Isaacs (2013, p. 3) points out that in the present natural environment, “conditions are adverse” for human beings and they are “killed by acts of nature every year.” He argues that natural disasters and animals killing and maiming humans demonstrate that humans do not have dominion, and then cites many examples to “prove” his point. Furthermore, he adds that because thorns, thistles, and weeds choke farming crops, they “do not demonstrate an obedience to the will of the farmer, nor do all the insects which feed on the roots of the crops” (Isaacs 2013, p. 3). This situation stands in stark contrast to Jesus who had total control over nature (for example Luke 8:24–25). But this whole line of reasoning is a straw man. Isaacs appears to think having dominion equates to total control or absolute sovereignty, but this contention is false. According to the Concise Oxford English Dictionary (Soanes and Stevenson 2004), the word “dominion” refers to (1) sovereignty or control, and (2) the territory of a sovereign or government. There is no indication that total control or absolute sovereignty is implied. In fact, the second meaning indicates otherwise. A monarch or executive government may control and have sovereignty over a territory and its inhabitants, but that does not mean or imply that they control everything that occurs there; that there is no crime and the territory is immune from natural disasters. This misunderstanding of the meaning of dominion is a fatal flaw in Isaacs’s position.

Isaacs goes on to argue that dominion

is not the attempt or work to try to subdue. Nowhere is the struggle to overcome actually labeled the victory. Likewise, nor should the struggle against nature be labeled as the dominion. (Isaacs 2013, p. 3)

But again, his argument is based on a faulty understanding of what it means to have dominion. If we create vaccines that effectively eradicate certain diseases (for example, polio and smallpox) then we have not merely attempted or tried to subdue those diseases—we have succeeded.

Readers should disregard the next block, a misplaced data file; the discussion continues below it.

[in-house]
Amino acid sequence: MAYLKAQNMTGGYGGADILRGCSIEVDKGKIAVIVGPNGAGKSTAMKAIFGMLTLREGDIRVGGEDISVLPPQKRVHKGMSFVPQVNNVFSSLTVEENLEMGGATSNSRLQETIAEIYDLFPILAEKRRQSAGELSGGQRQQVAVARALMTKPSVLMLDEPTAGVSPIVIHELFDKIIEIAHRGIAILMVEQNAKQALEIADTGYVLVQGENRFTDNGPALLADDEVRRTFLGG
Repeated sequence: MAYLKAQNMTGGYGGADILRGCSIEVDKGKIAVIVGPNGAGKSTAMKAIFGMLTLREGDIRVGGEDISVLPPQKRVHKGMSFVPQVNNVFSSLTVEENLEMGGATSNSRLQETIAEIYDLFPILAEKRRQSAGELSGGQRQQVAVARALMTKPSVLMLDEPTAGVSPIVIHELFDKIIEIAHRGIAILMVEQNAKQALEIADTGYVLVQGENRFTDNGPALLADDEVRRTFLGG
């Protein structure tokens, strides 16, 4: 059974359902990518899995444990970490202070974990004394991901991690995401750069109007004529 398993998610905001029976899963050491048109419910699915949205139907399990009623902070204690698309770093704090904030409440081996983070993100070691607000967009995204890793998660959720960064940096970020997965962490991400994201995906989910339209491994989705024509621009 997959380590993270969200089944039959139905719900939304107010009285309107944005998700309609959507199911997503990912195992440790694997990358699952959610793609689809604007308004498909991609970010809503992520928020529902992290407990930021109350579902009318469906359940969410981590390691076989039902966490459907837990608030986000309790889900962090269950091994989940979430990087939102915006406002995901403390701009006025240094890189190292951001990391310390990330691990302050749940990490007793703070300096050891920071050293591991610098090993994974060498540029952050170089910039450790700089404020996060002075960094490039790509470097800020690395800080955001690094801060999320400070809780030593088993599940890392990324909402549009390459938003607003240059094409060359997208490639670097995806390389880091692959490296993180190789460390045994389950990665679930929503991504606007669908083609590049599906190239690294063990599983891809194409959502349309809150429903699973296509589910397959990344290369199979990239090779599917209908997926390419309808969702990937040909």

According to Isaacs, the absence of total control and absolute sovereignty does not square with Adam being given dominion over nature in Genesis 1. Because the harmony that existed between man and beast in the beginning has been lost as a result of the Fall, Isaacs concludes that this implies a loss of dominion, and adds the haughty claim that to deny his argument “is to deny Scripture” (Isaacs 2013, p. 7). But, once again, Isaacs is guilty of a confusion of concepts. Dominion does not necessarily imply harmony. A tyrannical ruler has dominion over his subjects but there is no harmony in that kingdom! The Fall simply made dominion more difficult: multiplying and filling the earth now involved great pain; instead of eating from the trees in the garden, mankind now had to work the ground for his food and his labor would often only produce thorns and thistles.

The depictions of the behemoth and the leviathan in Job 40–41 are cited by Isaacs to demonstrate that mankind had no rule over these creatures, which, according to him, is what dominion would imply. However, he does not seem to understand that God’s interrogation of Job is directed at Job, not the entire human race. Job (or any other particular individual) may not personally be capable of capturing and taming these creatures but that does not mean mankind collectively could not capture and/or kill them. Indeed, when God blessed Noah and his sons, He stated the following:

Then God blessed Noah and his sons and said to them, “Be fruitful and multiply and fill the earth. Every living creature of the earth and every bird of the sky will be terrified of you. Everything that creeps on the ground and all the fish of the sea are under your authority. You may eat any moving thing that lives. As I gave you the green plants, I now give you everything. (Genesis 9:1–3, New English Translation)

I am sure that Isaacs would agree that this would include both the behemoth and the leviathan.

Resisting the Fall

Isaacs also questions the notion that our stewardship role implies that we resist the Fall and reverse its effects. Although he acknowledges that כָּבַשׁ (kaḇaš, “subdue”) and רָדָה (rādâ, “rule”) “contain coercive, forceful elements” (Isaacs 2013, p. 11) he refuses to accept that this implies that Αdam was to tend the garden and work the ground. To Isaacs, this would mean the creation was initially hostile and that the original very good creation was actually in need of improvement: